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Apple boosts MacBook Pro speeds in 'ho-hum' refresh

Gregg Keizer | Feb. 24, 2011
Moves to dual- and quad-core 'Sandy Bridge' processors, debuts Intel's Thunderbolt I/O technology

All MacBook Pros also now sport a new I/O (input/output) technology developed by Intel, which formerly called it Light Peak but has renamed it Thunderbolt.

Thunderbolt offers direct bi-directional connections to high-speed peripherals such as data drives, and using optional adapters, to other technologies, including FireWire, USB, Gigabit Ethernet and Apple's DisplayPort.

Apple's notebooks were the first to launch with the Thunderbolt technology.

One rumored change -- a move to solid-state drives (SSD) to mimic the MacBook Air -- didn't come to pass, something that irked Gottheil.

"I'm deeply disappointed," he said. "I thought that at the least, [the new MacBook Pros] would use a clever hybrid drive that put the OS and apps on a solid-state drive."

Customers can swap out the traditional platter-based hard drive with a SSD, but the prices run from $100 for a 128GB SSD to $1,250 for a 512GB. (The prices vary by the original configuration of the MacBook, with lower swap-out prices for models that come standard with larger hard drives.)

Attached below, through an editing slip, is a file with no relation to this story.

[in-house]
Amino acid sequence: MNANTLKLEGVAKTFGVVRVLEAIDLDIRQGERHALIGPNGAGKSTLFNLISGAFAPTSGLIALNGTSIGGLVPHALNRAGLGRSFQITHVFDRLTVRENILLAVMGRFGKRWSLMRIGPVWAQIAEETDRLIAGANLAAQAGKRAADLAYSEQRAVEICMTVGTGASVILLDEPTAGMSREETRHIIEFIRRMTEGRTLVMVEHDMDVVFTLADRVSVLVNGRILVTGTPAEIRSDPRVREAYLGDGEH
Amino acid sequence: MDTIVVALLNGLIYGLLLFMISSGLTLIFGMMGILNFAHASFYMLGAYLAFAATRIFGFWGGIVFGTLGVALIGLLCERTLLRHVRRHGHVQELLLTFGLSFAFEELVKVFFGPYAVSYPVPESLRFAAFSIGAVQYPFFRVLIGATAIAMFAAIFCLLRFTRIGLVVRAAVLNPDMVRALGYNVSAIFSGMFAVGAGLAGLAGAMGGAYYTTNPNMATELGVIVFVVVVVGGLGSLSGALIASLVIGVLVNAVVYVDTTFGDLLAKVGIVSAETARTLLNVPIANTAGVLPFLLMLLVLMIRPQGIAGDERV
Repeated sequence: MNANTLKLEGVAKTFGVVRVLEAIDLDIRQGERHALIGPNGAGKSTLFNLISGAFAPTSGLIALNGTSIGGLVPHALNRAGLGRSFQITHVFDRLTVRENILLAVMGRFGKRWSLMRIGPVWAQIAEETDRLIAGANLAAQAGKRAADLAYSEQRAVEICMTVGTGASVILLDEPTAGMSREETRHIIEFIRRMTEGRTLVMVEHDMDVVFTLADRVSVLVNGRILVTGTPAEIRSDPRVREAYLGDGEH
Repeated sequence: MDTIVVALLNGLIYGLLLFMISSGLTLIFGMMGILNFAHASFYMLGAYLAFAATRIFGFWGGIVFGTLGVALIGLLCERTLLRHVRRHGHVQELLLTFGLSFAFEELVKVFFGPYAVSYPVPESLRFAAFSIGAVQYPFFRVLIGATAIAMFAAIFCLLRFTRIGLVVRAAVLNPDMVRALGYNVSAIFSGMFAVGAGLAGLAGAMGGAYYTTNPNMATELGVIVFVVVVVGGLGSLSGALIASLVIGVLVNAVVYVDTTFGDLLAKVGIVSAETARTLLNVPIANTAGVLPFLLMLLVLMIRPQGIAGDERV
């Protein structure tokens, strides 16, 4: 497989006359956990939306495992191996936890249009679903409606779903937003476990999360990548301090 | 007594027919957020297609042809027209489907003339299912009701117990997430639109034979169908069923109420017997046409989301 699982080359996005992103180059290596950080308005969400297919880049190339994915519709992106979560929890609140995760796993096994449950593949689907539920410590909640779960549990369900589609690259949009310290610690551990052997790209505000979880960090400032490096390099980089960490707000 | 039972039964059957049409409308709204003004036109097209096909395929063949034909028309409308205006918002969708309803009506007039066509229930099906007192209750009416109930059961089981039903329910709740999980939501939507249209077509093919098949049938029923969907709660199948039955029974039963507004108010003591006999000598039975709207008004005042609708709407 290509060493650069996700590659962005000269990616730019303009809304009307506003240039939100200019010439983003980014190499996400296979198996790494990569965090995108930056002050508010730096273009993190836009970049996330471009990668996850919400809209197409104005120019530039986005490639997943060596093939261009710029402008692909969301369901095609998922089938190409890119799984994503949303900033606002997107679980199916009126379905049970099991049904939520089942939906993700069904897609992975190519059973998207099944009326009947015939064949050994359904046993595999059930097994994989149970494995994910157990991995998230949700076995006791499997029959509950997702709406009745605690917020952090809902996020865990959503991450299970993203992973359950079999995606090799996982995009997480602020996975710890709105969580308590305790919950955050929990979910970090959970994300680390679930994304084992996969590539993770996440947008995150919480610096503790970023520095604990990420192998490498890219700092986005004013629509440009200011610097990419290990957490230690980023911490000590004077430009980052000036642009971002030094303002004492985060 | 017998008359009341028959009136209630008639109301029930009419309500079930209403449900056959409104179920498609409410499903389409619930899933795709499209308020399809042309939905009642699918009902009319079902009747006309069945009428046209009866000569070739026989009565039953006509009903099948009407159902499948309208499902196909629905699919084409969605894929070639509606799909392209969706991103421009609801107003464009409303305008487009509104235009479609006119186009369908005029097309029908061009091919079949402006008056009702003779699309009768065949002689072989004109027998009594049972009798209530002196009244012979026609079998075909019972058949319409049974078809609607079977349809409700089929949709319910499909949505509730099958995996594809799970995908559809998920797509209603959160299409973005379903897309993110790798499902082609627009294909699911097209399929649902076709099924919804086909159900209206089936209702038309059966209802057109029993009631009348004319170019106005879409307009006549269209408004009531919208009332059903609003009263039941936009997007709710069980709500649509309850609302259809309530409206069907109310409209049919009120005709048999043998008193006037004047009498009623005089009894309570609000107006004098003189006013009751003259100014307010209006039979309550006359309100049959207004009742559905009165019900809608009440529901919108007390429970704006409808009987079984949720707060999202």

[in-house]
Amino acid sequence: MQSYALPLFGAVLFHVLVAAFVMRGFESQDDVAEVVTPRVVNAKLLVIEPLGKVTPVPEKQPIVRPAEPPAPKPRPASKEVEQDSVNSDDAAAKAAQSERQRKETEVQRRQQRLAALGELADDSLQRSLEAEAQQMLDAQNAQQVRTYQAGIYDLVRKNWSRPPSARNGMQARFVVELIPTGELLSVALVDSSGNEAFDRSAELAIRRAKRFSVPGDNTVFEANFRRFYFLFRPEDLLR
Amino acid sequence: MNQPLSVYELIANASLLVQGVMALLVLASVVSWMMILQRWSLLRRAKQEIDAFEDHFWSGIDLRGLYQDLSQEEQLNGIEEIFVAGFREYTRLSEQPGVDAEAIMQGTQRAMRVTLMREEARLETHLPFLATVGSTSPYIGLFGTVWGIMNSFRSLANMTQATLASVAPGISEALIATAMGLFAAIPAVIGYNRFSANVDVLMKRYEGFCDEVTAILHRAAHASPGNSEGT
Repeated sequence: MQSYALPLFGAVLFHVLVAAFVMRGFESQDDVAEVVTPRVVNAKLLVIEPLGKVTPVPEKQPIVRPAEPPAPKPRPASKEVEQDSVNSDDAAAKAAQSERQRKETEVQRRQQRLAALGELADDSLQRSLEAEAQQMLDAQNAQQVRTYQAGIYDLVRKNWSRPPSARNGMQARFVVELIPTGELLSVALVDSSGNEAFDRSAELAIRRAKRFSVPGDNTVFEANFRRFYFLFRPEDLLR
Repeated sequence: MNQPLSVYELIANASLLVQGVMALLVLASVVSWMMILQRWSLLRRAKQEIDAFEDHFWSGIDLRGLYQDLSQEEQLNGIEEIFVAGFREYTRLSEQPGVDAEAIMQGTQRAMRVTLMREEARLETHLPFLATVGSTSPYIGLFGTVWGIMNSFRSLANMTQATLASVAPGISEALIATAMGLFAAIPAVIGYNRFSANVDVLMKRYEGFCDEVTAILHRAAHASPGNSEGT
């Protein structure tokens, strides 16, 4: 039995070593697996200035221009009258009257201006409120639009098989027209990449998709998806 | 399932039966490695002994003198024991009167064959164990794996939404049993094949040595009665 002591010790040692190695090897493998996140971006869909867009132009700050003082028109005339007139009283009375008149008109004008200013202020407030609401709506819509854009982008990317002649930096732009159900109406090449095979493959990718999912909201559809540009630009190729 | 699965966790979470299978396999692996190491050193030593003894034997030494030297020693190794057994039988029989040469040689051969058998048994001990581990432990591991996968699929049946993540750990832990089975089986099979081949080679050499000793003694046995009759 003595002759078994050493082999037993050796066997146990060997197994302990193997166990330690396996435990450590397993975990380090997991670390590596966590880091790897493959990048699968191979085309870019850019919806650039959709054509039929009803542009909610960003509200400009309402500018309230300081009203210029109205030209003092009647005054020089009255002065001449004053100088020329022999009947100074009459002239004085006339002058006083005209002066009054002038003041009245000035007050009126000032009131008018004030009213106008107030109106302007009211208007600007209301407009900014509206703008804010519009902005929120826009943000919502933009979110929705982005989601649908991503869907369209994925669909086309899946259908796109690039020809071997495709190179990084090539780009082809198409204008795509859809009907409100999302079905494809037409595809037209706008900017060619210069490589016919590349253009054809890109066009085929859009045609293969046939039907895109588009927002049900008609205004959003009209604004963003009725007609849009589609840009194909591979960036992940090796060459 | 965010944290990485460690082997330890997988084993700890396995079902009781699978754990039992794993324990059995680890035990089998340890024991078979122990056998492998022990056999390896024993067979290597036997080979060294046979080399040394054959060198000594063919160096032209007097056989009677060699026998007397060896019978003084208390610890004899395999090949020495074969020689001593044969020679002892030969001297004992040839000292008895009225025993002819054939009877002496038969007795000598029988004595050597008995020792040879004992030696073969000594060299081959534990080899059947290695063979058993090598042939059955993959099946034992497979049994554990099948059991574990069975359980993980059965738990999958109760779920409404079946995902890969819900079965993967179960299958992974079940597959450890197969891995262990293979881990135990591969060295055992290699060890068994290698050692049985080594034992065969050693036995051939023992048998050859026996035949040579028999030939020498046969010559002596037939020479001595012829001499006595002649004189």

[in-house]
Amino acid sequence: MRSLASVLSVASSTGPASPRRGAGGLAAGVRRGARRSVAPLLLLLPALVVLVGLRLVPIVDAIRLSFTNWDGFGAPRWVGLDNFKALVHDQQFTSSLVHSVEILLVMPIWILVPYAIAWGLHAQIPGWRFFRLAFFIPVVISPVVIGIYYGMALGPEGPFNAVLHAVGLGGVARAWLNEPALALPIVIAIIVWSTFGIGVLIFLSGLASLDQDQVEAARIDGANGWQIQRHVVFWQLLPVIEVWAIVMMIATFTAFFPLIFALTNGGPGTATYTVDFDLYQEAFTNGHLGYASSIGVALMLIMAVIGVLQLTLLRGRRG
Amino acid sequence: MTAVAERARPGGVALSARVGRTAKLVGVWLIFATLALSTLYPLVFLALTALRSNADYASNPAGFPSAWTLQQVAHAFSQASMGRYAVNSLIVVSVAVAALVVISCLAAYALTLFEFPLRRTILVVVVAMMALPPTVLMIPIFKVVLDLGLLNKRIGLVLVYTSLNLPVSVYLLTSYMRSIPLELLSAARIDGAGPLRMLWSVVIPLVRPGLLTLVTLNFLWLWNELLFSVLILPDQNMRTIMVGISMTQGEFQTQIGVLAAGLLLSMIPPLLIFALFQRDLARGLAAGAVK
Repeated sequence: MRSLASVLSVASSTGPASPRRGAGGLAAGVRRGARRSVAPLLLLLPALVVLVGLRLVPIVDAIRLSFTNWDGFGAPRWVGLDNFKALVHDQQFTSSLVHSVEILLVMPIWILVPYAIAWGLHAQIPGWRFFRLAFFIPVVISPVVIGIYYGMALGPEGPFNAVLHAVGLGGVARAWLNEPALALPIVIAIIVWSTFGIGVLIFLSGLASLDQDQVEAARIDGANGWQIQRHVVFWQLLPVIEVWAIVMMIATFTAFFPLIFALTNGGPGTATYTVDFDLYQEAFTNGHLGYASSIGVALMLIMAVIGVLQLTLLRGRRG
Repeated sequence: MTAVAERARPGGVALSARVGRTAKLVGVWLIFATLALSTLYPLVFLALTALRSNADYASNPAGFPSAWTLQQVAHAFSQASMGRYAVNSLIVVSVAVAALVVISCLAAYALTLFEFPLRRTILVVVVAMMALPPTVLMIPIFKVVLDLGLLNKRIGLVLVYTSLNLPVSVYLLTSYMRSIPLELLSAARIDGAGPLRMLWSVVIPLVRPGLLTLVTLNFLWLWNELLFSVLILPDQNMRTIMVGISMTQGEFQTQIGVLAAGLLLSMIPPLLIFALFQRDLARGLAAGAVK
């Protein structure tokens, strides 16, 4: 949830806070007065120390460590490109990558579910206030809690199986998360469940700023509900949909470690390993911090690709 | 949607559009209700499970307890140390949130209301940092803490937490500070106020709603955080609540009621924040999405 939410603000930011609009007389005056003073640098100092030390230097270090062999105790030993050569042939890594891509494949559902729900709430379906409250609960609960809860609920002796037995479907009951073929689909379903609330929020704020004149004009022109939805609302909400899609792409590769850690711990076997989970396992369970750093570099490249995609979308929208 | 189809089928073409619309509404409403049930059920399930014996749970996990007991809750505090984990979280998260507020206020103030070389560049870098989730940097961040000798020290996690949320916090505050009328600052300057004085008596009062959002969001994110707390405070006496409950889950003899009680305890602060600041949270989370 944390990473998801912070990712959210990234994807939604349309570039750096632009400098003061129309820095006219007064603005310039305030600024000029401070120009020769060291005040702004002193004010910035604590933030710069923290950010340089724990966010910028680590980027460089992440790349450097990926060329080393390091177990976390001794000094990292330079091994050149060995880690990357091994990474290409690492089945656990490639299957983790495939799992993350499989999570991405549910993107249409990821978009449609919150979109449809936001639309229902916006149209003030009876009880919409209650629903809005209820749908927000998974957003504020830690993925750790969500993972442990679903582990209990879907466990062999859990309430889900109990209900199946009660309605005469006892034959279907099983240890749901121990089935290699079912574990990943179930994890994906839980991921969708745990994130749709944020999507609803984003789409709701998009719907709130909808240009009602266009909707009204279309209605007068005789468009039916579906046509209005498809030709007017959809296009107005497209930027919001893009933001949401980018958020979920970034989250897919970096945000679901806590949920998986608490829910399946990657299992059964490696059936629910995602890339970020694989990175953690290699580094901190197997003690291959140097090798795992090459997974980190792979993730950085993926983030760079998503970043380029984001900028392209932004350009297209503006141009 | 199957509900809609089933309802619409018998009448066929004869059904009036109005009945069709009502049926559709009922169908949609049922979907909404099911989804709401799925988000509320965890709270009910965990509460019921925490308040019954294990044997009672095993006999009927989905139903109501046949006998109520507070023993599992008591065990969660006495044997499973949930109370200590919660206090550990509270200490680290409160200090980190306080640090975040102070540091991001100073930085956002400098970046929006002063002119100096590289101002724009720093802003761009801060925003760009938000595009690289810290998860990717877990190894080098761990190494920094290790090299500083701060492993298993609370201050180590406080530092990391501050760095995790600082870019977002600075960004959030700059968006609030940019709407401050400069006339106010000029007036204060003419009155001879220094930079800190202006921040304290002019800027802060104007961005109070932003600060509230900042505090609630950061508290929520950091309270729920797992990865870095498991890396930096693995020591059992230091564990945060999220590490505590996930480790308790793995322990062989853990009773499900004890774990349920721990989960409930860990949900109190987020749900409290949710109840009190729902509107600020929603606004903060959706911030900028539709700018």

"Yikes, yikes, yikes," Gottheil said of the SSD prices.

Apple last revamped the MacBook Pro in April 2010, and today's refresh looks to Gottheil like a return to the line's roots.

"They're returning to the original definition of the line, where the [MacBook] Pros are for pros," Gottheil said. "And they may be trying to get back some of the margins they lost during the recession," he added. "They have come back some, but they're still not at the point they were before the recession."

Even with the increased processor, graphics and connectivity horsepower in the new MacBook Pros, Gottheil still thought that the aged MacBook and the four-month-old MacBook Air, both available for $999, is the "sweet spot" for most consumers.

He was especially high on the MacBook Air, which eschews a hard drive for an SSD. "An SSD addresses real people's performance issues, getting stuff off the disk," he maintained.

Last month, analysts disagreed over whether a design gaffe by Intel would delay the MacBook Pro relaunch. On Jan. 31, Intel acknowledged that a supporting chipset for the next-generation Sandy Bridge processors contained a flaw in the Serial-ATA (SATA) controller. The bug could cause poor hard drive performance or even make the drive invisible to the system, Intel confirmed.

Apple may have been able to sidestep the problem, and utilize flawed versions of the Intel chipset, since its notebooks could tap into the two unaffected ports to connect to systems' hard and optical drives.

The new MacBook Pros are available immediately at Apple's retail stores, some authorized resellers and via the company's online store. At the latter, the new models currently indicate a 1-to-2 day shipping delay.


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